I’ve just gotten a short story about incorporeal solidarity published in the magazine Speculative City alongside awesome writers like dave ring, Stefani Cox, and Robin M. Eaves! It’s a great magazine from some really sharp publishers, so give it a look!
“Oh Ghost of Mine” is a story featuring Decca, one of the characters from To Another Abyss. The plot is completely separate so you don’t need to have read the novel beforehand, but you can totally pick up a copy afterwards if you want more of her snerky socialist supernatural solutions.
I think what first kicked off this story idea was a couple friends of mine who were having a discussion about where modern freelancers and the self-employed fit in to traditional Marxist class structure, and what shape a worker’s “solidarity” can take when they don’t really have co-workers or managers.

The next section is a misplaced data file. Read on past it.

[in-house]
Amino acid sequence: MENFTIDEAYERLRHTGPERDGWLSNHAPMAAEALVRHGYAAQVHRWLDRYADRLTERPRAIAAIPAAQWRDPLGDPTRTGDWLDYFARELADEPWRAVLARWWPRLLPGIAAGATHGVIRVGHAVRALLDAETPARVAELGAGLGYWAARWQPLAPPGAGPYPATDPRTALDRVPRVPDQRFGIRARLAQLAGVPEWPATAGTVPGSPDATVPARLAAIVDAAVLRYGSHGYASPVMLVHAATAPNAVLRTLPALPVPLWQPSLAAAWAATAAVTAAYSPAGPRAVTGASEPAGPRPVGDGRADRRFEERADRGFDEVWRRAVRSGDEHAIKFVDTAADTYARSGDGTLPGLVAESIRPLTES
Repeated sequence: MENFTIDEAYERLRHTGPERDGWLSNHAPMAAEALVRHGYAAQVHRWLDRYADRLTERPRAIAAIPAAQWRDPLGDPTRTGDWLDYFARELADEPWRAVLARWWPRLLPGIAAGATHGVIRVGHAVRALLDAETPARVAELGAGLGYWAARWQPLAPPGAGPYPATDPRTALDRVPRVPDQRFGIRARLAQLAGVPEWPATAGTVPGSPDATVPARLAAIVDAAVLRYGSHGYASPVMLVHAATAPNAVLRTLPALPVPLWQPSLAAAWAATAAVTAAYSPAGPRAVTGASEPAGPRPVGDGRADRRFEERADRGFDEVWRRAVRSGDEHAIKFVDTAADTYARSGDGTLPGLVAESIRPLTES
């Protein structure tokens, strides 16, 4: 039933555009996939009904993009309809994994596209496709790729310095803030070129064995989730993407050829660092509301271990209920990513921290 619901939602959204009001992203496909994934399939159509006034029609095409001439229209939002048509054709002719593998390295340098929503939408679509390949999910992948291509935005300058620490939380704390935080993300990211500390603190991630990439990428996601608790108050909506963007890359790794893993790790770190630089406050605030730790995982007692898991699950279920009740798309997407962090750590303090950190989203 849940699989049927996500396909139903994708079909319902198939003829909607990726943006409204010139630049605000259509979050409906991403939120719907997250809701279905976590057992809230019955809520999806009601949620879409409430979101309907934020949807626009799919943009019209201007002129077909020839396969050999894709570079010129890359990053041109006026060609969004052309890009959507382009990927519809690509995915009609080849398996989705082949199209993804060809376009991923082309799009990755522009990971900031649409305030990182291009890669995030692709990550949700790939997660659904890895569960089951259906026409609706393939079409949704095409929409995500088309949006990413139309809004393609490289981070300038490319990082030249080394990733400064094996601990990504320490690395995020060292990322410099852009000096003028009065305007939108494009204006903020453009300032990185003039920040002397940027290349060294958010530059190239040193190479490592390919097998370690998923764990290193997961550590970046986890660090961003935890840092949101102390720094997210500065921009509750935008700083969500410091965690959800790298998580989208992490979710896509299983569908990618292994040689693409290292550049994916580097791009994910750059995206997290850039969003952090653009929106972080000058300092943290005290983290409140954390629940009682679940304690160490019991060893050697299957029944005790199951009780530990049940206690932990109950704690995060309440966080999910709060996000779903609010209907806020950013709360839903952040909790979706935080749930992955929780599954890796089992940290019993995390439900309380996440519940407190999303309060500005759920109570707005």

I don’t have much background in political theory so the first and most amusing answer I could come up with was “choose a line of freelance work that will grift the rich.” Which I find satisfying on a visceral level, but it isn’t really practical career advice, so I was left to explore it in fiction. I couldn’t think of any stories where someone had actually turned that old line about “the specter of communism” into a literal specter, and what’s the point in a metaphor like that if you can’t literalize it every now and then?
Moreover, ghosts are a pretty good model for activism. If you look at any story from M.R. James all the way back to Hamlet, ghosts have always known that the only way you’re going to get results if you start pestering folks who are comfortable with the status quo. Loudly. In their own bedrooms if that’s what it takes.